Between his Cy Young campaigns of 2013 and 2016, there was 2015, a magical year in itself. In addition to striking out 276 batters and posting a 2.79 ERA, he led the league with four complete games and three shutouts.

Scherzer’s black and grey ink are 57 and 202, respectively. The average Hall of Famer’s are 50 and 185. (Wikipedia).

Two of which were no-hitters. And both nearly perfect.

On June 20, facing the Pirates, Scherzer went 8 2/3 innings without allowing a man on base. To that point, he had 10 strikeouts. Star outfielder Andrew McCutchen had K-ed twice.

Just one out shy of perfection, with the crowd on its feet, Scherzer … plunked pinch hitter Jose Tabata. The next batter, Josh Harrison, flied out. So close. A no-hitter is quite the consolation prize.

Incredibly, he was coming off a one-hit, one-walk 16-strikeout shutout against Milwaukee on June 14 in which he was perfect through the first six innings. In his following start, he was perfect through his first five.

A few months later, in his last start of the season, he made history again in a performance that was greater than his near-perfect game.

Facing Michael Conforto, Yoenis Cespedes, Matt Harvey at the rest of the New York Mets, Scherzer walked not a soul as Mets batsmen went hitless. In fact, he himself didn’t allow any baserunners. The only man to reach was gifted his chance by way of a sixth inning throwing error by third baseman Yunel Escobar.

And he struck out 17 Mets, including, at one point, nine in a row. Shortstop Ruben Tejada and outfielder Kirk Nieuwenhuis whiffed three times each. Three other men K-ed twice.

He wasn’t able carry the dominance of that game into the postseason; Washington missed it, winning just 83 games on the year.

But the playoffs haven’t been elusive for Scherzer in his 14 seasons—he’s pitched in them seven times. In his first series, with Detroit back in 2011, he tossed 7 1/3 innings, K-ed 7 batters, posted a 1.23 ERA and won a game. In 2012, he made his first World Series appearance. It wasn’t his best performance—in 6 1/3 innings, he allowed 3  earned runs on 7 hits and a walk. He walked away with the no-decision, but the Tigers lost the series.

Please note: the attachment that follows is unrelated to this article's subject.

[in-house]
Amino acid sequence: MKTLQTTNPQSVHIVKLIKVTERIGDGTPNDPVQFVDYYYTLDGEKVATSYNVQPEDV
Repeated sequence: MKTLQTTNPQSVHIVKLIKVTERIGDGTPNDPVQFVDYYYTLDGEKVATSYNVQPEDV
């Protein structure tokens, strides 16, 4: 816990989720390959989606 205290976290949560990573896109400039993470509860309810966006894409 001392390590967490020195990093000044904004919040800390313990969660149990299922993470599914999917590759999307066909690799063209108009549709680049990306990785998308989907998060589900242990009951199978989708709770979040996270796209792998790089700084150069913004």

Skip to nearly a decade later, in 2019, with Washington. Scherzer won a game in the NLDS and NLCS, throwing seven innings of scoreless, one-hit, 11-strikeout ball in the latter.

Propelled to the Fall Classic for the first time in franchise history, Washington had Scherzer take the mound twice against Houston in that nail-biting, seven-game series. Starting Game One, he went five innings, allowed two earned runs and struck out seven Astros for the win. He didn’t pitch in Games Two through Six. But he was called upon to seal the deal in Game Seven.

Scherzer is 7-5 with a 3.38 ERA in 22 postseason appearances. (Wikipedia).

By Scherzer’s standards, it was a rough outing. Granted, he again surrendered just two earned runs, but he also allowed seven hits and four walks in five innings of work. He left the game with the Nationals trailing, 2-0. The uninspiring Patrick Corbin took over and tossed 3 scoreless innings. Daniel Hudson didn’t allow a run his inning, either. The Nationals offense came alive in the seventh with two home runs. They beat Houston, 6-2 and won the World Series in seven games.

Scherzer got his ring, icing on the cake of what has become a legendary career.

But he wasn’t always a shoo-in for greatness. Though he was the Diamondbacks’ first round pick in 2006—taken in the same round as Clayton Kershaw and Tim Lincecum—his big league career began a little … disappointingly. Despite a 151 ERA+ his first season, 2008, he was 0-4 in 56 innings. The next year, he again posted a losing record of 9-11, with a 4.12 ERA. In 2010, he was solid but not spectacular at 12-11, 3.50 and in 2011, despite winning 15 games, he had a mediocre campaign with a 4.43 ERA and 93 ERA+. By then, he was already 27 years old.

That, however, was the old Scherzer. In 2013, everything clicked and he hasn’t looked back since. In those nine years, he’s gone 137-55 with a 2.80 ERA and 150 ERA+. In 1,714 2/3 innings, he’s struck out 2,174 batters (over 11 per nine innings) and posted a tiny WHIP of 0.982.

That is the Scherzer history will remember. That is the Scherzer who will get into Cooperstown. That is the Scherzer who reached 3,000 strikeouts.

And became immortal.